Tazewell County to Wit
Isaac Runion who hath executed the above power or Letter of attorney to John B George personally appeared before me a Justice of the peace for the aforesaid county and acknowledged the Signature to the above to be his act and deed given under my hand this 28th Day of January 1820 - /s/J Harman, justice of the peace.
Although the records are nearly illegible, Isaac Runyon executed a second power of attorney naming Henry P. George the following year, viz., January 10, 1821. John B. George signed a receipt for $60 on February 15, 1820, and Henry P. George signed a receipt that he received $60 on February 8, 1821. Since, Isaac "personally appeared" before the Justice of the Peace, he was evidently still living in early 1821; however, it may be supposed that he died not long afterward since no power of attorney was executed in 1822.
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2. Anonymous, "Maryland Historical Magazine", Vol. XII, Maryland Historical Society, Baltimore, MD, 1916, pg 51. "List of soldiers in 'Journal of the Committee of Observation of the Middle District of Frederick County, Maryland, 12 September, 1775 to 24 October, 1776'."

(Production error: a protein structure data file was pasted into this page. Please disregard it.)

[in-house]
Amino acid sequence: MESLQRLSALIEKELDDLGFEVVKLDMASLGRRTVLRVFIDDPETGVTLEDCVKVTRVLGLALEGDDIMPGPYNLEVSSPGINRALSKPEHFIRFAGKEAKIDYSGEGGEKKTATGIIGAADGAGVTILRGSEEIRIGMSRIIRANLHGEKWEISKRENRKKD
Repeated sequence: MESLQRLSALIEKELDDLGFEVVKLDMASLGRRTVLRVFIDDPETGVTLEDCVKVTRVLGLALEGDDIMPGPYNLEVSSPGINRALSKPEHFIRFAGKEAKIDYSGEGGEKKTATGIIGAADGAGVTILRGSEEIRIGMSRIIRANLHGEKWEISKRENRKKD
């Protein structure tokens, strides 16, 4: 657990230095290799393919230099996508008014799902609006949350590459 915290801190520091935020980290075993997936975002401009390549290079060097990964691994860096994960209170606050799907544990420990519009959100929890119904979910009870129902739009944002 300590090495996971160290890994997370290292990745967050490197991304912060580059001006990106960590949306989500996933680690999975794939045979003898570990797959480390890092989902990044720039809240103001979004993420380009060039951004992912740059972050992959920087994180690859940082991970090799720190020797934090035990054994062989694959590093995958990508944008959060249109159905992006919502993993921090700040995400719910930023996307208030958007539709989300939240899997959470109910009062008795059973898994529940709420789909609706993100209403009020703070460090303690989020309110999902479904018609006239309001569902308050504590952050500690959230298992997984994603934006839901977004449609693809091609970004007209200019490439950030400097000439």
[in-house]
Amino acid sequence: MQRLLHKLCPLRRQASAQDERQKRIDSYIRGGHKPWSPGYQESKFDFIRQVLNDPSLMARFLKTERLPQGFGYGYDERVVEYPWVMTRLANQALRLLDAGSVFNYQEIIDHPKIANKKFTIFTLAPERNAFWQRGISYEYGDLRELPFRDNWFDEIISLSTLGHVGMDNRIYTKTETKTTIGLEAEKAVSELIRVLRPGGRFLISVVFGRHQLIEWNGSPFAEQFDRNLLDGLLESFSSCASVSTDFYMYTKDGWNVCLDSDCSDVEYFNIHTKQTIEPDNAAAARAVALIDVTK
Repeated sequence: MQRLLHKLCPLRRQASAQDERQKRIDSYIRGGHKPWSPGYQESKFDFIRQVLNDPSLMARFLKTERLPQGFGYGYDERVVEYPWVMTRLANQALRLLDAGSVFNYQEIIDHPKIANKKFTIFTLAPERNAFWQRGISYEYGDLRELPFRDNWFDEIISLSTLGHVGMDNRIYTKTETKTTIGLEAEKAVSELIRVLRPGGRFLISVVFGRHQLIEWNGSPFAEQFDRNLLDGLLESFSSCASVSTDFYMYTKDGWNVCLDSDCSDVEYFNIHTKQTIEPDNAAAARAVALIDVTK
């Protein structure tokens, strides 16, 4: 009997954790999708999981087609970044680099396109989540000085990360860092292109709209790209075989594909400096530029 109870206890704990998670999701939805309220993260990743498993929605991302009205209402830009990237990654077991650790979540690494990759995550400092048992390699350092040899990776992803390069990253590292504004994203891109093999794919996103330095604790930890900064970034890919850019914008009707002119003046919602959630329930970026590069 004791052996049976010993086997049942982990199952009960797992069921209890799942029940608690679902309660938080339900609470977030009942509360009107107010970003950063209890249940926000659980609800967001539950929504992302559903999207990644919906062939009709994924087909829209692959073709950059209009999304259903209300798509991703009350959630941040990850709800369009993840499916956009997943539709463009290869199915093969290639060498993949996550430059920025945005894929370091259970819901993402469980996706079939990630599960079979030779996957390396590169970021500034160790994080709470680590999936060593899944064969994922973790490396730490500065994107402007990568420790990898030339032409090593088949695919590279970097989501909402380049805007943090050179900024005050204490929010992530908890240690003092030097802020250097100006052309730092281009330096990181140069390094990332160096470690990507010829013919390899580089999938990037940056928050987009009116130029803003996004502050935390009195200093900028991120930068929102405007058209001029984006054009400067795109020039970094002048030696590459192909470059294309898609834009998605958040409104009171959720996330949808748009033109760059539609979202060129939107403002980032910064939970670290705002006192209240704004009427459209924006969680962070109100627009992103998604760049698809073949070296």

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3. C. W. Crush and F. T. Ingelmire, Montgomery County, Virginia - The First Hundred Years, Iberian Publishing Co., Athens, GA, 1982, pg. 92. "A List of Men in Captain Edward's Company of Militia from 16 to 50 years of age."
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4. Mary B. Kegley, Early Adventurers on the Western Waters - Vol. II, Kegley Books, Wytheville, VA, 1982: pg. 397.
Asserts that Adam Runner was living in Draper's Valley as early as 1786, on 230 acres of land on Mack's Run. (Montgomery County Deed Book A, pg. 402) The children of Adam Runner were mentioned in a lawsuit in Wythe County Superior Court Chancery Pleas which included "Elizabeth who Married John Runyan". (Smith vs. Fugate: Wythe County Superior Court Chancery Pleas, Bk 5, pg. 669 and following.)
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5a. Netti Schreiner-Yantis, Archives of The Pioneers of Tazewell County, Virginia, self-published, Springfield, VA, 1992, pg. 202.
"Benjamin, son of Isaac and Charity Runyon, married 06 January 1807 to Polly Lusk in Tazewell County, Virginia."
b. "County ordered on 26 April 1809 that Isaac Runyan and his son, Adron, be exempted from the payment of levies and poor rates on account of old age and bodily infirmities. Tazewell County Order Book I" ibid., pg. 325.
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6. Revolutionary War Pension and Bounty-Land Warrant Application Files, National Archives, Washington DC: Adam Runyon R9082, (microfilm: roll M805_709; imgs. 550-8).
Declaration in order to obtain the benefit of the act of Congress of the 7th of June 1832 - State of Ohio & County of Scioto